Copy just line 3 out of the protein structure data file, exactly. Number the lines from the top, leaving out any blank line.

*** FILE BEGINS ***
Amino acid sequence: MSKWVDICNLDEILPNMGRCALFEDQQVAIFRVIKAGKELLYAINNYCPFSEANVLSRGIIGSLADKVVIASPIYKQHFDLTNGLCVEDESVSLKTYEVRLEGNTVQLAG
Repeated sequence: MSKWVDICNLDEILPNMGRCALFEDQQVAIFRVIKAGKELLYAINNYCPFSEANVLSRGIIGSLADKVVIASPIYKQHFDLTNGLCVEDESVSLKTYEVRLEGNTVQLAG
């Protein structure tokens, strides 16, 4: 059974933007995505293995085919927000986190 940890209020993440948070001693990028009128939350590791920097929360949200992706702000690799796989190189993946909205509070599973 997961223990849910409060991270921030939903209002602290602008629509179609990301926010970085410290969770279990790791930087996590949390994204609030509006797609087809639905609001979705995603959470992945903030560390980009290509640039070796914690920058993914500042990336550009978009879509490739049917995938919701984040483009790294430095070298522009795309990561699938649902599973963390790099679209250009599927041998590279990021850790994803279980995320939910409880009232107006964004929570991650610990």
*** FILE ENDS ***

């Protein structure tokens, strides 16, 4: 059974933007995505293995085919927000986190 940890209020993440948070001693990028009128939350590791920097929360949200992706702000690799796989190189993946909205509070599973 997961223990849910409060991270921030939903209002602290602008629509179609990301926010970085410290969770279990790791930087996590949390994204609030509006797609087809639905609001979705995603959470992945903030560390980009290509640039070796914690920058993914500042990336550009978009879509490739049917995938919701984040483009790294430095070298522009795309990561699938649902599973963390790099679209250009599927041998590279990021850790994803279980995320939910409880009232107006964004929570991650610990």